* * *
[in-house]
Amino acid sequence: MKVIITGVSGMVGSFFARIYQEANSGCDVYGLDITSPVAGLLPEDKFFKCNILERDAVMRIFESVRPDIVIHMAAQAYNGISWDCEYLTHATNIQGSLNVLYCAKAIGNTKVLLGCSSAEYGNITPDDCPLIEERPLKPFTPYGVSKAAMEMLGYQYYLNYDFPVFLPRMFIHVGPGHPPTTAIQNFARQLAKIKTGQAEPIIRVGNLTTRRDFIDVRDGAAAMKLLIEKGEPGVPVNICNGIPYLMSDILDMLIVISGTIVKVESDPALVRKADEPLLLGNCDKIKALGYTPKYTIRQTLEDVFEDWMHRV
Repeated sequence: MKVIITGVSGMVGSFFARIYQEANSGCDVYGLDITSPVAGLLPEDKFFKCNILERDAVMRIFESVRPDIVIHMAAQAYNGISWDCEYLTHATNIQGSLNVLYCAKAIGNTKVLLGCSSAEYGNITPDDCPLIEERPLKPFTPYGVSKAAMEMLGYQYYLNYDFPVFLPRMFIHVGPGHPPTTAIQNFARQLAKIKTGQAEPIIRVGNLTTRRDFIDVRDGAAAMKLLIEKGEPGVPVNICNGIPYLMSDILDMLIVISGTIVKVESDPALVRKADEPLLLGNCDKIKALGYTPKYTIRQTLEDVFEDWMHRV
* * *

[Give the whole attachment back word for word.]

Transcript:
[in-house]
Amino acid sequence: MKVIITGVSGMVGSFFARIYQEANSGCDVYGLDITSPVAGLLPEDKFFKCNILERDAVMRIFESVRPDIVIHMAAQAYNGISWDCEYLTHATNIQGSLNVLYCAKAIGNTKVLLGCSSAEYGNITPDDCPLIEERPLKPFTPYGVSKAAMEMLGYQYYLNYDFPVFLPRMFIHVGPGHPPTTAIQNFARQLAKIKTGQAEPIIRVGNLTTRRDFIDVRDGAAAMKLLIEKGEPGVPVNICNGIPYLMSDILDMLIVISGTIVKVESDPALVRKADEPLLLGNCDKIKALGYTPKYTIRQTLEDVFEDWMHRV
Repeated sequence: MKVIITGVSGMVGSFFARIYQEANSGCDVYGLDITSPVAGLLPEDKFFKCNILERDAVMRIFESVRPDIVIHMAAQAYNGISWDCEYLTHATNIQGSLNVLYCAKAIGNTKVLLGCSSAEYGNITPDDCPLIEERPLKPFTPYGVSKAAMEMLGYQYYLNYDFPVFLPRMFIHVGPGHPPTTAIQNFARQLAKIKTGQAEPIIRVGNLTTRRDFIDVRDGAAAMKLLIEKGEPGVPVNICNGIPYLMSDILDMLIVISGTIVKVESDPALVRKADEPLLLGNCDKIKALGYTPKYTIRQTLEDVFEDWMHRV